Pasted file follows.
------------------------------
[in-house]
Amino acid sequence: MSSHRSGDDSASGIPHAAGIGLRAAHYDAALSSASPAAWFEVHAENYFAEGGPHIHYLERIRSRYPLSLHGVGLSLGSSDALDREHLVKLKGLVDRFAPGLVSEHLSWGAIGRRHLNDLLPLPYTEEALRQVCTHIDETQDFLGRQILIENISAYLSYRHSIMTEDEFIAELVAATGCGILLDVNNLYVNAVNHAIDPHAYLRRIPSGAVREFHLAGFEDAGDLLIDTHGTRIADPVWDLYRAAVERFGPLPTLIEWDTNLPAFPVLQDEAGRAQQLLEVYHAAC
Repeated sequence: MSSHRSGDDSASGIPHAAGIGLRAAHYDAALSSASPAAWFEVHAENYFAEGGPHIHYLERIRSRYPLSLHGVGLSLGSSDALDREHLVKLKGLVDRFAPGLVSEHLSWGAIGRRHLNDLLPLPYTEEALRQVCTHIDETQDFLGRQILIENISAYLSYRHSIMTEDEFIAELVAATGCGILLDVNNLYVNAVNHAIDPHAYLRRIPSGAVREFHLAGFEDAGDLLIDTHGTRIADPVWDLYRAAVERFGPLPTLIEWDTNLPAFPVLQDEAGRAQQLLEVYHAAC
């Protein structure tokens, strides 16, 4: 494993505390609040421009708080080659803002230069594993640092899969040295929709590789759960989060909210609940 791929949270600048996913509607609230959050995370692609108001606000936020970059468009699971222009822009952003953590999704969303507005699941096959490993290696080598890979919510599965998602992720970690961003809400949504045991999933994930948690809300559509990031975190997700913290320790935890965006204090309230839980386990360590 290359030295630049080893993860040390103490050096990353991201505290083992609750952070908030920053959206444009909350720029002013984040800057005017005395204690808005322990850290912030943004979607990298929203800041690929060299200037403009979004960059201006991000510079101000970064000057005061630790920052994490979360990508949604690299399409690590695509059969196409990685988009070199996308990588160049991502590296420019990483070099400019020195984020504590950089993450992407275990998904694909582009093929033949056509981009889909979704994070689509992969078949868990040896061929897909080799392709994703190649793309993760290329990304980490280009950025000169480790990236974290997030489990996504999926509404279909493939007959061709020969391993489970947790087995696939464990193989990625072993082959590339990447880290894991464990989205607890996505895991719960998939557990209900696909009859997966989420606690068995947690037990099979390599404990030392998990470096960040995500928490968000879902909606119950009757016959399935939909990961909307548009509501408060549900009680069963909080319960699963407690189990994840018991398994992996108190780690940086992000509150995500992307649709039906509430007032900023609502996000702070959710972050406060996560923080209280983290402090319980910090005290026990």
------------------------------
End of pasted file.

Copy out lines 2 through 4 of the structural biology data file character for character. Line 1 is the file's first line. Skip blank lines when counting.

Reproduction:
Amino acid sequence: MSSHRSGDDSASGIPHAAGIGLRAAHYDAALSSASPAAWFEVHAENYFAEGGPHIHYLERIRSRYPLSLHGVGLSLGSSDALDREHLVKLKGLVDRFAPGLVSEHLSWGAIGRRHLNDLLPLPYTEEALRQVCTHIDETQDFLGRQILIENISAYLSYRHSIMTEDEFIAELVAATGCGILLDVNNLYVNAVNHAIDPHAYLRRIPSGAVREFHLAGFEDAGDLLIDTHGTRIADPVWDLYRAAVERFGPLPTLIEWDTNLPAFPVLQDEAGRAQQLLEVYHAAC
Repeated sequence: MSSHRSGDDSASGIPHAAGIGLRAAHYDAALSSASPAAWFEVHAENYFAEGGPHIHYLERIRSRYPLSLHGVGLSLGSSDALDREHLVKLKGLVDRFAPGLVSEHLSWGAIGRRHLNDLLPLPYTEEALRQVCTHIDETQDFLGRQILIENISAYLSYRHSIMTEDEFIAELVAATGCGILLDVNNLYVNAVNHAIDPHAYLRRIPSGAVREFHLAGFEDAGDLLIDTHGTRIADPVWDLYRAAVERFGPLPTLIEWDTNLPAFPVLQDEAGRAQQLLEVYHAAC
């Protein structure tokens, strides 16, 4: 494993505390609040421009708080080659803002230069594993640092899969040295929709590789759960989060909210609940 791929949270600048996913509607609230959050995370692609108001606000936020970059468009699971222009822009952003953590999704969303507005699941096959490993290696080598890979919510599965998602992720970690961003809400949504045991999933994930948690809300559509990031975190997700913290320790935890965006204090309230839980386990360590 290359030295630049080893993860040390103490050096990353991201505290083992609750952070908030920053959206444009909350720029002013984040800057005017005395204690808005322990850290912030943004979607990298929203800041690929060299200037403009979004960059201006991000510079101000970064000057005061630790920052994490979360990508949604690299399409690590695509059969196409990685988009070199996308990588160049991502590296420019990483070099400019020195984020504590950089993450992407275990998904694909582009093929033949056509981009889909979704994070689509992969078949868990040896061929897909080799392709994703190649793309993760290329990304980490280009950025000169480790990236974290997030489990996504999926509404279909493939007959061709020969391993489970947790087995696939464990193989990625072993082959590339990447880290894991464990989205607890996505895991719960998939557990209900696909009859997966989420606690068995947690037990099979390599404990030392998990470096960040995500928490968000879902909606119950009757016959399935939909990961909307548009509501408060549900009680069963909080319960699963407690189990994840018991398994992996108190780690940086992000509150995500992307649709039906509430007032900023609502996000702070959710972050406060996560923080209280983290402090319980910090005290026990």